Wellcome.jpg
Wellcome Data Prize offers the chance to better understand the mental health crisis amongst young South Africans

Data Prize In Mental Health Launched In South Africa.

Articles

News

March 31, 2022, 11:17 p.m.

Social Finance UK - a not-for-profit organization has partnered with global charitable foundation Wellcome, to launch the Data Prize in Mental Health in the UK and SA. The application process will open in April and will see the selection of multidisciplinary teams receive funding through the discovery, prototyping, and sustainability phase, with a little over R10 million ((£500 000) being shared among the three winning teams.

Open to any discipline that uses evidence in rigorous and transparent ways, the prize invites South Africans that work in fields such as mental health research, psychology, psychiatry, and neuroscience to explore what existing longitudinal datasets can tell us about preventing, treating, and managing anxiety and depression in young people.

Zakariah Martah, who is part of Wellcome’s Youth Advisory Network in SA, sheds light on the significance of the project for young South Africans: “Our youth in SA are currently facing major challenges in the shape of increased poverty, a lack of hope for the future and fewer opportunities to thrive – and yet, few of them seek help to deal with the complex emotions that arise as a result. We need to prioritise our youth’s wellbeing by supporting them and providing them with more opportunities.”

South Africa’s Mental Health Crisis

What has been dubbed ‘the mental health crisis in South Africa’ by healthcare professionals, is nothing new, but is sadly growing in the face of the Covid-19 pandemic. The South Africa U-Report Survey, released in June 2021, shows us that 55% of South Africa’s young people are anxious about growing violence and gangsterism, and how the pandemic has created fertile ground for these issues. 64% of those included in the survey have not sought help.

Further to this, according to the Mental health and Covid-19 in South Africa journal published in May 2021, 1 in 6 South Africans already suffered from anxiety, depression, or a substance use disorder prior to the pandemic. The same paper reveals:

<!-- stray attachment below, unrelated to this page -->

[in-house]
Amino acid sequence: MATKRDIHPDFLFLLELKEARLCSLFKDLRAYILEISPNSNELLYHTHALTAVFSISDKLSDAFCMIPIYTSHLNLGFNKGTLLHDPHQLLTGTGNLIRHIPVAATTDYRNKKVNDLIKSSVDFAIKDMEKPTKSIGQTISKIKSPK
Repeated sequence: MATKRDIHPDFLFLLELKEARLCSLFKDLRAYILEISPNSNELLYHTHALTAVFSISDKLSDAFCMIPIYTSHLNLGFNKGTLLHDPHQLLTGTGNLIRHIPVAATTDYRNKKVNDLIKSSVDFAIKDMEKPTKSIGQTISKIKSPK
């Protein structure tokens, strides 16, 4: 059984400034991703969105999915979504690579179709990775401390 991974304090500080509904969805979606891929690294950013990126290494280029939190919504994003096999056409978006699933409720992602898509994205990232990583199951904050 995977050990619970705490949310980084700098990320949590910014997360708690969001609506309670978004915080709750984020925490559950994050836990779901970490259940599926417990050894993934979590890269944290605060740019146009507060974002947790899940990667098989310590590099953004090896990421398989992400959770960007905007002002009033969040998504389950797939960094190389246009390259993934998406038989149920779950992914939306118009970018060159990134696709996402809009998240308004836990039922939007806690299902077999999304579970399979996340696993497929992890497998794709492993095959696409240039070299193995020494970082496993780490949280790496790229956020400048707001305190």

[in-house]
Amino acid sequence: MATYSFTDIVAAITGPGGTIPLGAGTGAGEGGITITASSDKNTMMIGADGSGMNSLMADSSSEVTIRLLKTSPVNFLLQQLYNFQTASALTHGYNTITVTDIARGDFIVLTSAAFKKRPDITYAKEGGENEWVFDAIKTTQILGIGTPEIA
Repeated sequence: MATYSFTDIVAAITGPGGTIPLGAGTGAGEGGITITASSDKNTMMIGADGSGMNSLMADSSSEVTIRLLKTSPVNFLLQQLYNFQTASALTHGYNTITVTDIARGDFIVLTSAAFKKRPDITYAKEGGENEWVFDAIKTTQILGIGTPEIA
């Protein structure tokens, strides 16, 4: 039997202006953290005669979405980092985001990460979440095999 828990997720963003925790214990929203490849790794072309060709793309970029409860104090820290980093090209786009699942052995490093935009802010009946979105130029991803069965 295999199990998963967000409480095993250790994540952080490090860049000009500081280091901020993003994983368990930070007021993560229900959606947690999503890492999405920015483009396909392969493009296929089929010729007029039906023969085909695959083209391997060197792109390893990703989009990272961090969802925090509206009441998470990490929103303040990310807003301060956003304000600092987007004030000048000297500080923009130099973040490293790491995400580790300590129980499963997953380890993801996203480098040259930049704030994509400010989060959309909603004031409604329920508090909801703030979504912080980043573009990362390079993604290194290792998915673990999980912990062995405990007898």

• Just 27% of South Africans with severe mental disorders receive treatment
  • Just 5% of the national health budget goes to mental health (for 2019)
  • Only 50% of public hospitals with ‘mental health services’ actually have a psychiatrist

“Anxiety and depression are already among the biggest causes of disability in the world and rising, but we still know very little about what makes a difference when preventing, managing and treating these conditions. Wellcome wants to change that by increasing scientific understanding and developing new and improved early interventions,” says Dr. Catherine Sebastian, Head of Evidence: Mental Health Challenge Area, Wellcome.

Do you have an article that can be relevant to the African Tech space?

Submit your news stories, articles or press releases to editor@digitaltimes.africa


Or

Making mental health research more collaborative

Interdisciplinary learning is key to progressing mental health research which is why we are funding multi-disciplinary teams to take part in the prize.

Supporting the project, Director of Population Science at Africa Health Research Institute (AHRI), Kobus Herbst says “the mental health of young people is an important public health concern. The Data Prize is an exciting development to bring a fresh perspective to understanding and addressing this challenge. DSI-MRC SAPRIN is delighted to support this initiative.”

To actively involve those that are most likely to benefit from this new research, Social Finance set up a Youth Advisory Network. This enables a group of Young People from South Africa and the UK with lived experience of anxiety and depression to input on key decisions within the prize, from the overall design to how proposals will be evaluated.

The data prize will elicit input around the question: what are the active ingredients that make a difference in preventing, treating, and managing anxiety and depression in young people? What works, for whom, in what contexts, and why?

“Through the Prize, we want to encourage teams in South Africa to use existing data resources to develop new insights on youth anxiety and depression. But mainly, we’re hoping to hear from South African researchers and data scientists about the digital tools they need – and to fund multi-disciplinary teams to develop them. I can’t wait to see what the teams come up with,” says Dr. Ekin Bolukbasi, Data Prizes manager, Wellcome.

Prizes include £40 000 worth of funding each for 10 teams during the Discovery Phase of the initiative and a further £100 000 in funding to be allocated to five teams during the Prototyping Phase. In the final Sustainability Phase, £500 000 will be shared among the three winning teams.

Participants can register their interest Here

ADVERTISEMENT

tag: Prize, Mental Health, Wellcome,

Digital Times Africa Guest Author

Wellcome